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At least 31 extrajudicial killings since official commission of inquiry, says Bahrain Center for Human Rights

Since an official commission of inquiry last November recommended reforms to address Bahrain's human rights violations in last year's uprisings, the Bahrain Center for Human Rights (BCHR) has documented at least 31 "extrajudicial killings" in Bahrain.

Most of the deaths were from teargas inhalation, including three in the past week alone, and three were as a result of torture in custody, says BCHR in a new report reviewing progress since the Bahrain Independent Commission of Inquiry (BICI)'s findings were presented.

Human Rights Watch also issued its own report following a national commission's assessment that lauded the government's progress.

BCHR's Post-BICI Report accuses the regime of new cases of torture, kidnapping and arbitrary arrests, despite government assurances to the contrary. It calls for an immediate end to violations, as well as reparations for victims and punishment of offenders.

BCHR also points out that the government continues to deny responsibility for any of the killings - not a single police officer has been convicted of torture or murder since the uprising started last February.

Another key finding of the BCHR report, which is broken down by type of violation, is that on average, 15 villages are tear-gassed every single night. The tear gas is imported, prompting BCHR to demand that the international community end its arms deals with Bahrain.

The report is dedicated to the former BCHR president, Abdulhadi al-Khawaja, who is serving a life sentence for his involvement in last year's protests. Now on the 49th day of a hunger strike, he says he will continue to refuse food "until freedom or death." Earlier this month, 50 groups worldwide, including many IFEX members, called for his release.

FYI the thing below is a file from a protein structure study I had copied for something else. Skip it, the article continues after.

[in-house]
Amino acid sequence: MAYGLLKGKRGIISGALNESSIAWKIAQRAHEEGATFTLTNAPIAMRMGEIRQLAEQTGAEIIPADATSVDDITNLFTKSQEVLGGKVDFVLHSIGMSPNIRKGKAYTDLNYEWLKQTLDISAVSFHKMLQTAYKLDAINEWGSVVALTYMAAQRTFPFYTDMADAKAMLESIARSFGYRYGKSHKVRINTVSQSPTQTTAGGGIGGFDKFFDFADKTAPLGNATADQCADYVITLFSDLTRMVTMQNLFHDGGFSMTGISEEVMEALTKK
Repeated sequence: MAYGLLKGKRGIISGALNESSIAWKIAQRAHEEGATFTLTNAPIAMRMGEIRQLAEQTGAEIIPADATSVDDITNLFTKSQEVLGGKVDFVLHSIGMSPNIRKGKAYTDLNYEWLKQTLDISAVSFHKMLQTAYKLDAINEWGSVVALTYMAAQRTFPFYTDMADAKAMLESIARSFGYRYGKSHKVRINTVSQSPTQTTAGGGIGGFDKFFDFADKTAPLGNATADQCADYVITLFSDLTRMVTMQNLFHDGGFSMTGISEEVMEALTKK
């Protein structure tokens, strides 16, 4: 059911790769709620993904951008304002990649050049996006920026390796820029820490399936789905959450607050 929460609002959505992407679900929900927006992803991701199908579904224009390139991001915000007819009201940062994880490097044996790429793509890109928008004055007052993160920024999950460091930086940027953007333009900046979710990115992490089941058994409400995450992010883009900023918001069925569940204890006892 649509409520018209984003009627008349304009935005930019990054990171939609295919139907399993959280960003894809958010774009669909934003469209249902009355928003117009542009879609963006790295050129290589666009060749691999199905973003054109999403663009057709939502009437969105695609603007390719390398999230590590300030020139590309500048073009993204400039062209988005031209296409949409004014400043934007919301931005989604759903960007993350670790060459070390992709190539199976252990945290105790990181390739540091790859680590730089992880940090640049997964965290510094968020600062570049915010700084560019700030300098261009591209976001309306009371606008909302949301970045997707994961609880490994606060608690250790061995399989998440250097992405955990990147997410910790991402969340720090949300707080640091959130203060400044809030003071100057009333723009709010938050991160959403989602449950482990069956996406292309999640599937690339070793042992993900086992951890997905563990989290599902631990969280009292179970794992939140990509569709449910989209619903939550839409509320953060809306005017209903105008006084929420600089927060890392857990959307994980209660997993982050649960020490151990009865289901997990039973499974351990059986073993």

BCHR records 397 individuals as still being detained, with sentences ranging from six months to life, including rights activist and blogger Abduljalil al-Singace. Blogger Ali Abdul Emam was sentenced to 15 years in jail but his whereabouts are unknown.

In its own report, Human Rights Watch also documents a lack of progress in implementing the BICI recommendations and a pervasive culture of impunity.

Human Rights Watch notes that although "a positive step" was implemented when the government stripped the National Security Agency (NSA) of authority to arrest and detain people, the head of the NSA was then promoted to a higher rank and named a national security adviser to the king.

Human Rights Watch also observes that despite the attorney general's promise in December to commute the sentences of all persons charged with offences involving political expression, only 19 of 334 people were freed.

The two reports were issued this week following the publication of a review by a national commission that complimented the government for making "significant" progress.

Al Jazeera reports that the national commission, established to monitor implementation of the BICI report, was overwhelmingly positive in its report, praising the government's progress in implementing more than two dozen recommendations as "unprecedented."

Local critics quickly dismissed the commission's work as biased, having been appointed by the king and made up of many members from the upper house of parliament, which is also appointed by the king. Members of Al Wefaq, the largest opposition political group in Bahrain, claim that less than 10 per cent of the BICI report's recommendations have been implemented.

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